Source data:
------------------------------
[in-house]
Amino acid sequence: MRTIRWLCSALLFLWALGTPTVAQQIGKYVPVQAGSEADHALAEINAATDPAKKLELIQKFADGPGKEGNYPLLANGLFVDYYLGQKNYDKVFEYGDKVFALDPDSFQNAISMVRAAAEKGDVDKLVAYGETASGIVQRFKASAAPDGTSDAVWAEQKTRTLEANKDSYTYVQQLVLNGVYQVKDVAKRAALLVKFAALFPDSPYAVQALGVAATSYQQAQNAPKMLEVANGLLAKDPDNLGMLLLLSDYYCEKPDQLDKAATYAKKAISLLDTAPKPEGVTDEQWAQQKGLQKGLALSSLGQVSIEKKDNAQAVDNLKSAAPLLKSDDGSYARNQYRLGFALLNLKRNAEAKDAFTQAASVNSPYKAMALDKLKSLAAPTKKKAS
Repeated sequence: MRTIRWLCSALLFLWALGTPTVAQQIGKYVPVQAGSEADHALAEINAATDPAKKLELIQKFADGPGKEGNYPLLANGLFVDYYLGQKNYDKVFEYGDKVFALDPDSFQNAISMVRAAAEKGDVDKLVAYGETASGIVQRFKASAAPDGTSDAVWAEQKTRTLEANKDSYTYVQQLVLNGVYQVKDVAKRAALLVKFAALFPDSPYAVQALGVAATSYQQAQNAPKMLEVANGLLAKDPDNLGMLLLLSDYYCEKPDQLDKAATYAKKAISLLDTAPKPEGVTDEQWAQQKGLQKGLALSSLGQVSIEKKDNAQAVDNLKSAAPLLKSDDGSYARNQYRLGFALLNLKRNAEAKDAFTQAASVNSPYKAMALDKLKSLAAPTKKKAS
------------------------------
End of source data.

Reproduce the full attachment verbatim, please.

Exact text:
[in-house]
Amino acid sequence: MRTIRWLCSALLFLWALGTPTVAQQIGKYVPVQAGSEADHALAEINAATDPAKKLELIQKFADGPGKEGNYPLLANGLFVDYYLGQKNYDKVFEYGDKVFALDPDSFQNAISMVRAAAEKGDVDKLVAYGETASGIVQRFKASAAPDGTSDAVWAEQKTRTLEANKDSYTYVQQLVLNGVYQVKDVAKRAALLVKFAALFPDSPYAVQALGVAATSYQQAQNAPKMLEVANGLLAKDPDNLGMLLLLSDYYCEKPDQLDKAATYAKKAISLLDTAPKPEGVTDEQWAQQKGLQKGLALSSLGQVSIEKKDNAQAVDNLKSAAPLLKSDDGSYARNQYRLGFALLNLKRNAEAKDAFTQAASVNSPYKAMALDKLKSLAAPTKKKAS
Repeated sequence: MRTIRWLCSALLFLWALGTPTVAQQIGKYVPVQAGSEADHALAEINAATDPAKKLELIQKFADGPGKEGNYPLLANGLFVDYYLGQKNYDKVFEYGDKVFALDPDSFQNAISMVRAAAEKGDVDKLVAYGETASGIVQRFKASAAPDGTSDAVWAEQKTRTLEANKDSYTYVQQLVLNGVYQVKDVAKRAALLVKFAALFPDSPYAVQALGVAATSYQQAQNAPKMLEVANGLLAKDPDNLGMLLLLSDYYCEKPDQLDKAATYAKKAISLLDTAPKPEGVTDEQWAQQKGLQKGLALSSLGQVSIEKKDNAQAVDNLKSAAPLLKSDDGSYARNQYRLGFALLNLKRNAEAKDAFTQAASVNSPYKAMALDKLKSLAAPTKKKAS